Sept. 27, 2010
SHSU Media Contact: Amy Barnett
|Candi Harris works with male students such as Miguel Arellano and Dante Chaney as part of the Sam Houston Establishing Leadership In and Through Education program, designed to help minorities graduate from college.|
When Miguel Arellano walked into his first class at Sam Houston State University, he brought with him books, a nervous stomach and the undying support of his family.
The freshman forensic science major grew up in Palacios, after moving there from Mexico when he was just 6 years old.
Beginning the first grade in Texas, he admitted, came with pressure.
“It’s funny now. I found out my mom would worry because I only knew Spanish; but as the years went on I learned English, and by the end of my senior year I graduated fifth in my class of 92 students,” said Arellano.
Arellano’s family could not have been more proud. Their son was the first person in their family to graduate from high school, and he did it with honors.
He beat his family’s odds, now based on statistics, he faces yet another obstacle.
According to the 2009 Digest of Education Statistics, men of color are more likely to drop out of college than graduate with a four-year degree.
The report released last year shows only 41 percent of Hispanic men who enter college actually graduate and only 33 percent of African American men who go to college get their degrees.
“When I heard that statistic, it encouraged me to take care of my business,” said Dante Chaney, who is studying computer animation at SHSU.
Now freshmen like Chaney and Arellano don’t have to face the challenges of college alone, thanks to a program called Sam Houston Elite (Establishing Leadership In and Through Education).
The Student Advising and Mentoring Center at SHSU obtained grant money through the Texas Higher Education Coordinating Board to fund the project, which is designed to take a proactive approach in off-setting these statistics, as well as the numbers reflecting graduation rates here on campus.
According to the 2009 Institutional Research Report, only 35 percent of African American men who begin college at SHSU get their degree, and the graduation rate among Hispanic men at SHSU is only 34 percent.
Program coordinator Candi Harris said there are two main reasons for the dropout rate at SHSU and across the country.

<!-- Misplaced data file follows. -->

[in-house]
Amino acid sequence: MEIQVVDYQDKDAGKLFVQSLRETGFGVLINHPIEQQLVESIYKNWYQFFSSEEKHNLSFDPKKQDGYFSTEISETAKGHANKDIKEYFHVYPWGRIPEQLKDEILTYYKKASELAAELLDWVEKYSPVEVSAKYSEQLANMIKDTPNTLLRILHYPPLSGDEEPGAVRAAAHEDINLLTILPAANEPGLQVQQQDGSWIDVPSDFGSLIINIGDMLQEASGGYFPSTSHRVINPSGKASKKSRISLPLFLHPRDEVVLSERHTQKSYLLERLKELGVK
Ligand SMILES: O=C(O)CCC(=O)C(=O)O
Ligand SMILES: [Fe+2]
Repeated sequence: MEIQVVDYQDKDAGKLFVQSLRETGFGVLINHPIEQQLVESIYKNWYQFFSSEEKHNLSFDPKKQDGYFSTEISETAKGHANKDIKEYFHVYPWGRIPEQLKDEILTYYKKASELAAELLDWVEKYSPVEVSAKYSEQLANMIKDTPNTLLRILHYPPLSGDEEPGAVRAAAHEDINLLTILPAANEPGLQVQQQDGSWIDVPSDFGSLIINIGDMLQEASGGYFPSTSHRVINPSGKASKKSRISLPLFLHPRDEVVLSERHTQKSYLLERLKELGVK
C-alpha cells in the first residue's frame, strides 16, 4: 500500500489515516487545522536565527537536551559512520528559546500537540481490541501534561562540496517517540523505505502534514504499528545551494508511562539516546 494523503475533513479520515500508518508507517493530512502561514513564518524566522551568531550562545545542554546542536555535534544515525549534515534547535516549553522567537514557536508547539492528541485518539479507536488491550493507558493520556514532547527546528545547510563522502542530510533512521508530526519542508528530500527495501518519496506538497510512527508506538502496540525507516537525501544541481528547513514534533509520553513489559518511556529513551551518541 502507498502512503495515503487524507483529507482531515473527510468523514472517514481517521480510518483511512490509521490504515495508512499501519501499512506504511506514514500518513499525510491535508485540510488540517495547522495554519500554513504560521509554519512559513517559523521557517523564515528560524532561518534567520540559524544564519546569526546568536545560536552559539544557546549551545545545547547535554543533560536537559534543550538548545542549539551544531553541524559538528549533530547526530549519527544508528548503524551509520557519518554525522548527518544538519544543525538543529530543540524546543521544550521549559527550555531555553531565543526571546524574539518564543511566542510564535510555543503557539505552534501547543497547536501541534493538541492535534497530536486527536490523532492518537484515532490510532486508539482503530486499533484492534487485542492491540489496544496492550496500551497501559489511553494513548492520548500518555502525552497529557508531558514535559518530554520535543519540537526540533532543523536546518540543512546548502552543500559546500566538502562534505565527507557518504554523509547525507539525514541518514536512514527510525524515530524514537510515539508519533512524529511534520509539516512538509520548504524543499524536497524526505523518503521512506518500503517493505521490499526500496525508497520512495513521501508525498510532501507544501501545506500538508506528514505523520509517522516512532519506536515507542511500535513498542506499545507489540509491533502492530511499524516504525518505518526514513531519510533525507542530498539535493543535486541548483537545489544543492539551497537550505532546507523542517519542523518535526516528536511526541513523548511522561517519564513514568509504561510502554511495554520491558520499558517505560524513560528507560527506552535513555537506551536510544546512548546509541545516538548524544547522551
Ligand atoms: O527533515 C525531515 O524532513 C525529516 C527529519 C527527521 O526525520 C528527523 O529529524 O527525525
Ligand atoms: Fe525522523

“First, there is a lack of positive minority male role models at universities for these guys,” said Harris, “and secondly, they often lack academic support.”
A 2010 study by The College Board Advocacy and Policy Center offered the same explanations for the lack of success for minority men in college.
It states that “the lack of role models leads to a search for respect outside our educational institutions.” It goes on say men in college are under the perception that school practices favor girls over boys.
Now Sam Houston Elite is setting SHSU apart from other universities by focusing not just on men in college, but specifically on men of color who are part of the incoming freshman class.
Of the nearly 400 minority men starting college at SHSU this year, Harris interviewed and selected 30 to take part in the program, which requires them to meet each week of their freshman year.
The students are taking part in the SAM Center’s Study Skills seminar series; they are also working with each other in small groups, planning their weekly schedules, participating in monthly speaker programs and doing community service. Most importantly, participants said, they are getting support from the SAM Center and each other.
“We are away from home, and to have that extra push that we used to get from our families, I think it’s great,” said Arellano. “We are like brothers. We give each other support so we don’t lose focus on what we’re doing.”
If the students stay focused, their hard work will pay off in more ways than one. If they fully participate in the program this semester and receive a 2.5 grade point average or higher, Sam Houston Elite will pay for all of their books for the spring semester.
If their GPA is at least a 3.0 at the end of the spring semester, they will earn a Netbook laptop computer that is theirs to keep when they return to SHSU for their sophomore year.
“My dad is pretty psyched for me,” said Chaney. “This opportunity means everything. We all have that statistic behind us that says we might not graduate; so to prove to everyone that we can and will graduate would feel really good.”
“It will be a big accomplishment; even when I graduated from high school my family was so proud, so graduating from college would be overwhelming for my mom, and me as well,” said Arellano.
Harris hopes to obtain funding next year to begin helping a new freshman class. She is also hoping money will be available to continue working with this year’s freshmen throughout their college years.
“Regardless of whether or not we get funding, we will track them to see if they graduate on time and continue to provide what academic support we can here at the SAM Center,” said Harris.
For more information on Sam Houston Elite, contact Candi Harris at email@example.com.
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